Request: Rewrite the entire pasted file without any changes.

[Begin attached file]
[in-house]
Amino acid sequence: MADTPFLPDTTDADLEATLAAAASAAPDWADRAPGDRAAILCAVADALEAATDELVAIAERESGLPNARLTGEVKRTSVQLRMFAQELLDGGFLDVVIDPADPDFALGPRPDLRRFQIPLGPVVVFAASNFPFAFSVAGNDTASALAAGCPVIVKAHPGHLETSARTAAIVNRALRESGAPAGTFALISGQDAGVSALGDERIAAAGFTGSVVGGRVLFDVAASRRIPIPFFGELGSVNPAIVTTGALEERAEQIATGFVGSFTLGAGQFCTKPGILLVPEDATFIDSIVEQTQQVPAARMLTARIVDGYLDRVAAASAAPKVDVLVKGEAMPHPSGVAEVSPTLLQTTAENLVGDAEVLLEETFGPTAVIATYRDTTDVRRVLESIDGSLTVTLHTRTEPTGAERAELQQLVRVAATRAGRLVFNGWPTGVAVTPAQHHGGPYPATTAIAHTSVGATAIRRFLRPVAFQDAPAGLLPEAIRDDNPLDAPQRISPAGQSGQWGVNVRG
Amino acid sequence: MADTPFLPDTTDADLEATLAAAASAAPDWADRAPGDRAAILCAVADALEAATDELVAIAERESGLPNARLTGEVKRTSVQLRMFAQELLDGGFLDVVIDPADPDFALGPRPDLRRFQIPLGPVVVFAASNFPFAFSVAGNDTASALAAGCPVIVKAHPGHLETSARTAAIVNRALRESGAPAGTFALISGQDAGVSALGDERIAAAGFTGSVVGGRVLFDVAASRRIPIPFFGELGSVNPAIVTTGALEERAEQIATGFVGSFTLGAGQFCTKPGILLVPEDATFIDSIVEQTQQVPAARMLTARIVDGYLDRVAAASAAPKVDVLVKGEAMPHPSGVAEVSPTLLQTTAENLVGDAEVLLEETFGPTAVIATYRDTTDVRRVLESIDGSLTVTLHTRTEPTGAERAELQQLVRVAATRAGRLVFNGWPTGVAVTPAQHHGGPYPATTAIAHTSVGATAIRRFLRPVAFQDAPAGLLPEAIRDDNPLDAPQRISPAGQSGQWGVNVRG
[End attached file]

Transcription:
[in-house]
Amino acid sequence: MADTPFLPDTTDADLEATLAAAASAAPDWADRAPGDRAAILCAVADALEAATDELVAIAERESGLPNARLTGEVKRTSVQLRMFAQELLDGGFLDVVIDPADPDFALGPRPDLRRFQIPLGPVVVFAASNFPFAFSVAGNDTASALAAGCPVIVKAHPGHLETSARTAAIVNRALRESGAPAGTFALISGQDAGVSALGDERIAAAGFTGSVVGGRVLFDVAASRRIPIPFFGELGSVNPAIVTTGALEERAEQIATGFVGSFTLGAGQFCTKPGILLVPEDATFIDSIVEQTQQVPAARMLTARIVDGYLDRVAAASAAPKVDVLVKGEAMPHPSGVAEVSPTLLQTTAENLVGDAEVLLEETFGPTAVIATYRDTTDVRRVLESIDGSLTVTLHTRTEPTGAERAELQQLVRVAATRAGRLVFNGWPTGVAVTPAQHHGGPYPATTAIAHTSVGATAIRRFLRPVAFQDAPAGLLPEAIRDDNPLDAPQRISPAGQSGQWGVNVRG
Amino acid sequence: MADTPFLPDTTDADLEATLAAAASAAPDWADRAPGDRAAILCAVADALEAATDELVAIAERESGLPNARLTGEVKRTSVQLRMFAQELLDGGFLDVVIDPADPDFALGPRPDLRRFQIPLGPVVVFAASNFPFAFSVAGNDTASALAAGCPVIVKAHPGHLETSARTAAIVNRALRESGAPAGTFALISGQDAGVSALGDERIAAAGFTGSVVGGRVLFDVAASRRIPIPFFGELGSVNPAIVTTGALEERAEQIATGFVGSFTLGAGQFCTKPGILLVPEDATFIDSIVEQTQQVPAARMLTARIVDGYLDRVAAASAAPKVDVLVKGEAMPHPSGVAEVSPTLLQTTAENLVGDAEVLLEETFGPTAVIATYRDTTDVRRVLESIDGSLTVTLHTRTEPTGAERAELQQLVRVAATRAGRLVFNGWPTGVAVTPAQHHGGPYPATTAIAHTSVGATAIRRFLRPVAFQDAPAGLLPEAIRDDNPLDAPQRISPAGQSGQWGVNVRG